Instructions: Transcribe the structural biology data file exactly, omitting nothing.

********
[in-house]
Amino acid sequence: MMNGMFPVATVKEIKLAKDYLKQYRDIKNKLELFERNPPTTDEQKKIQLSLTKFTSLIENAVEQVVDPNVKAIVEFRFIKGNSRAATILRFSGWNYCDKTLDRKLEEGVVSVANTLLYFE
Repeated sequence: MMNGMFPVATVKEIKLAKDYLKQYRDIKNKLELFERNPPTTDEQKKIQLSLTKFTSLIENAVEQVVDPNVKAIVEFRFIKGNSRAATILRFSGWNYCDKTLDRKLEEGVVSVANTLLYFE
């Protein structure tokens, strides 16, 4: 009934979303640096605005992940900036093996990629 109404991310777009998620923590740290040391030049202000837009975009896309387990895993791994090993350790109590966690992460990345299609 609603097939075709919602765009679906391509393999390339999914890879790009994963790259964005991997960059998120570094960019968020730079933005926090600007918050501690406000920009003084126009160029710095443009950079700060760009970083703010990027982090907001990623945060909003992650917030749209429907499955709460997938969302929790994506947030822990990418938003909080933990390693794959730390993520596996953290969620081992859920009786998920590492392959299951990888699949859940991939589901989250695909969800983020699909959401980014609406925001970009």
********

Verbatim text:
[in-house]
Amino acid sequence: MMNGMFPVATVKEIKLAKDYLKQYRDIKNKLELFERNPPTTDEQKKIQLSLTKFTSLIENAVEQVVDPNVKAIVEFRFIKGNSRAATILRFSGWNYCDKTLDRKLEEGVVSVANTLLYFE
Repeated sequence: MMNGMFPVATVKEIKLAKDYLKQYRDIKNKLELFERNPPTTDEQKKIQLSLTKFTSLIENAVEQVVDPNVKAIVEFRFIKGNSRAATILRFSGWNYCDKTLDRKLEEGVVSVANTLLYFE
């Protein structure tokens, strides 16, 4: 009934979303640096605005992940900036093996990629 109404991310777009998620923590740290040391030049202000837009975009896309387990895993791994090993350790109590966690992460990345299609 609603097939075709919602765009679906391509393999390339999914890879790009994963790259964005991997960059998120570094960019968020730079933005926090600007918050501690406000920009003084126009160029710095443009950079700060760009970083703010990027982090907001990623945060909003992650917030749209429907499955709460997938969302929790994506947030822990990418938003909080933990390693794959730390993520596996953290969620081992859920009786998920590492392959299951990888699949859940991939589901989250695909969800983020699909959401980014609406925001970009």